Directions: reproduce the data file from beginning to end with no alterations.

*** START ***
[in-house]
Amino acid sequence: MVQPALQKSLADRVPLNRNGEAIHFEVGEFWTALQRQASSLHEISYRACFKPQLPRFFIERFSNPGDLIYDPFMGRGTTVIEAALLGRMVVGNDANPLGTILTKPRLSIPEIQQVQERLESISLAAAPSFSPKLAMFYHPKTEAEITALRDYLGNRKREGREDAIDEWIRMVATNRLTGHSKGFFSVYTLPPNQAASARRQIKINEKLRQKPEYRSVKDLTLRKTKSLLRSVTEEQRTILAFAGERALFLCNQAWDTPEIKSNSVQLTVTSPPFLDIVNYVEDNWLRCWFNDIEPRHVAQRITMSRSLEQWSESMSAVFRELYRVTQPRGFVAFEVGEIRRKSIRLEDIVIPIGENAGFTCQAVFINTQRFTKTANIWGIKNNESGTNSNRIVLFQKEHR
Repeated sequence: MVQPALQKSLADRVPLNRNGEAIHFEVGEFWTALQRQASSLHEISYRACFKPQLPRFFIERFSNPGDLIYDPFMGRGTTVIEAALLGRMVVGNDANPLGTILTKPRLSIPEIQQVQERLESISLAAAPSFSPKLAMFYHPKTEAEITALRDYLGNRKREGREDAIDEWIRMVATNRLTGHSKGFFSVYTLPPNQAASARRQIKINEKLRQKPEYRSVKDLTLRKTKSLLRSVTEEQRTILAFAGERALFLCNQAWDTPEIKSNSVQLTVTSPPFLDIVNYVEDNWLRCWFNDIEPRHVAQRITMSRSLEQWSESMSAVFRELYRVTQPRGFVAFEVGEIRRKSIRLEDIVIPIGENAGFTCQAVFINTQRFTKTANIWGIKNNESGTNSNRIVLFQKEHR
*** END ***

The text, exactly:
[in-house]
Amino acid sequence: MVQPALQKSLADRVPLNRNGEAIHFEVGEFWTALQRQASSLHEISYRACFKPQLPRFFIERFSNPGDLIYDPFMGRGTTVIEAALLGRMVVGNDANPLGTILTKPRLSIPEIQQVQERLESISLAAAPSFSPKLAMFYHPKTEAEITALRDYLGNRKREGREDAIDEWIRMVATNRLTGHSKGFFSVYTLPPNQAASARRQIKINEKLRQKPEYRSVKDLTLRKTKSLLRSVTEEQRTILAFAGERALFLCNQAWDTPEIKSNSVQLTVTSPPFLDIVNYVEDNWLRCWFNDIEPRHVAQRITMSRSLEQWSESMSAVFRELYRVTQPRGFVAFEVGEIRRKSIRLEDIVIPIGENAGFTCQAVFINTQRFTKTANIWGIKNNESGTNSNRIVLFQKEHR
Repeated sequence: MVQPALQKSLADRVPLNRNGEAIHFEVGEFWTALQRQASSLHEISYRACFKPQLPRFFIERFSNPGDLIYDPFMGRGTTVIEAALLGRMVVGNDANPLGTILTKPRLSIPEIQQVQERLESISLAAAPSFSPKLAMFYHPKTEAEITALRDYLGNRKREGREDAIDEWIRMVATNRLTGHSKGFFSVYTLPPNQAASARRQIKINEKLRQKPEYRSVKDLTLRKTKSLLRSVTEEQRTILAFAGERALFLCNQAWDTPEIKSNSVQLTVTSPPFLDIVNYVEDNWLRCWFNDIEPRHVAQRITMSRSLEQWSESMSAVFRELYRVTQPRGFVAFEVGEIRRKSIRLEDIVIPIGENAGFTCQAVFINTQRFTKTANIWGIKNNESGTNSNRIVLFQKEHR